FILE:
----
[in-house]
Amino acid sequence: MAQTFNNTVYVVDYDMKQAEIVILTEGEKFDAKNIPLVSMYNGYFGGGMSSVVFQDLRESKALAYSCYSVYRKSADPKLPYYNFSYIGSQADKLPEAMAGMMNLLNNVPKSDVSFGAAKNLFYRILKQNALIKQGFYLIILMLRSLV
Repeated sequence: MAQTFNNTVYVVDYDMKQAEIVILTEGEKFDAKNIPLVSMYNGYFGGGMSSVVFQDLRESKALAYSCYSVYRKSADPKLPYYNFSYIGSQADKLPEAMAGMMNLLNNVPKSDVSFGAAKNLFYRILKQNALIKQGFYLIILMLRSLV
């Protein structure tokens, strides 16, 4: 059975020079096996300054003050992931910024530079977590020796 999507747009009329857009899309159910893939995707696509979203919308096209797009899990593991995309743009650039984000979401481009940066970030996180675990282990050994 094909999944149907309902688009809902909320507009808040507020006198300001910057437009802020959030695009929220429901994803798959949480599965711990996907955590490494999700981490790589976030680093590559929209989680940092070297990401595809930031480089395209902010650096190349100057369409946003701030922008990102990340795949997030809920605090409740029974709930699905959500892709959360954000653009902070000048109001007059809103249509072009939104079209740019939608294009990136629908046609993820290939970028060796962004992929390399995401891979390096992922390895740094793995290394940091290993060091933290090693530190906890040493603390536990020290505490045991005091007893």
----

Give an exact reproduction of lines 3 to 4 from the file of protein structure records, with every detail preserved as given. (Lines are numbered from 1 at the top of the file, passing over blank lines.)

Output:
Repeated sequence: MAQTFNNTVYVVDYDMKQAEIVILTEGEKFDAKNIPLVSMYNGYFGGGMSSVVFQDLRESKALAYSCYSVYRKSADPKLPYYNFSYIGSQADKLPEAMAGMMNLLNNVPKSDVSFGAAKNLFYRILKQNALIKQGFYLIILMLRSLV
């Protein structure tokens, strides 16, 4: 059975020079096996300054003050992931910024530079977590020796 999507747009009329857009899309159910893939995707696509979203919308096209797009899990593991995309743009650039984000979401481009940066970030996180675990282990050994 094909999944149907309902688009809902909320507009808040507020006198300001910057437009802020959030695009929220429901994803798959949480599965711990996907955590490494999700981490790589976030680093590559929209989680940092070297990401595809930031480089395209902010650096190349100057369409946003701030922008990102990340795949997030809920605090409740029974709930699905959500892709959360954000653009902070000048109001007059809103249509072009939104079209740019939608294009990136629908046609993820290939970028060796962004992929390399995401891979390096992922390895740094793995290394940091290993060091933290090693530190906890040493603390536990020290505490045991005091007893």